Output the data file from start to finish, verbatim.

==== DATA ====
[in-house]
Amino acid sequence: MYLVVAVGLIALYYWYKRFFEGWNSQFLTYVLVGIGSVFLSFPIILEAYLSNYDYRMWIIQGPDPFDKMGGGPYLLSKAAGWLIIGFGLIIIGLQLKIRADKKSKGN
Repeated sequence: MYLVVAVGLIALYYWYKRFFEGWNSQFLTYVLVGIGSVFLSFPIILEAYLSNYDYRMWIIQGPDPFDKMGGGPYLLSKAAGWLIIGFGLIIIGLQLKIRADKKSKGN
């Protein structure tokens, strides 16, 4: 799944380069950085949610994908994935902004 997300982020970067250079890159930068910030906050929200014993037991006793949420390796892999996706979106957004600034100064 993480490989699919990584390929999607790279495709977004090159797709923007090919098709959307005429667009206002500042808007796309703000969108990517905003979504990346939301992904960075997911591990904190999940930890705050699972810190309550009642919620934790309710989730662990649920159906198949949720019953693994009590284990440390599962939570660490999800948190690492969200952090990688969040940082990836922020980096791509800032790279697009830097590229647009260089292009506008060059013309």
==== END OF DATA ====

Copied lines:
[in-house]
Amino acid sequence: MYLVVAVGLIALYYWYKRFFEGWNSQFLTYVLVGIGSVFLSFPIILEAYLSNYDYRMWIIQGPDPFDKMGGGPYLLSKAAGWLIIGFGLIIIGLQLKIRADKKSKGN
Repeated sequence: MYLVVAVGLIALYYWYKRFFEGWNSQFLTYVLVGIGSVFLSFPIILEAYLSNYDYRMWIIQGPDPFDKMGGGPYLLSKAAGWLIIGFGLIIIGLQLKIRADKKSKGN
């Protein structure tokens, strides 16, 4: 799944380069950085949610994908994935902004 997300982020970067250079890159930068910030906050929200014993037991006793949420390796892999996706979106957004600034100064 993480490989699919990584390929999607790279495709977004090159797709923007090919098709959307005429667009206002500042808007796309703000969108990517905003979504990346939301992904960075997911591990904190999940930890705050699972810190309550009642919620934790309710989730662990649920159906198949949720019953693994009590284990440390599962939570660490999800948190690492969200952090990688969040940082990836922020980096791509800032790279697009830097590229647009260089292009506008060059013309």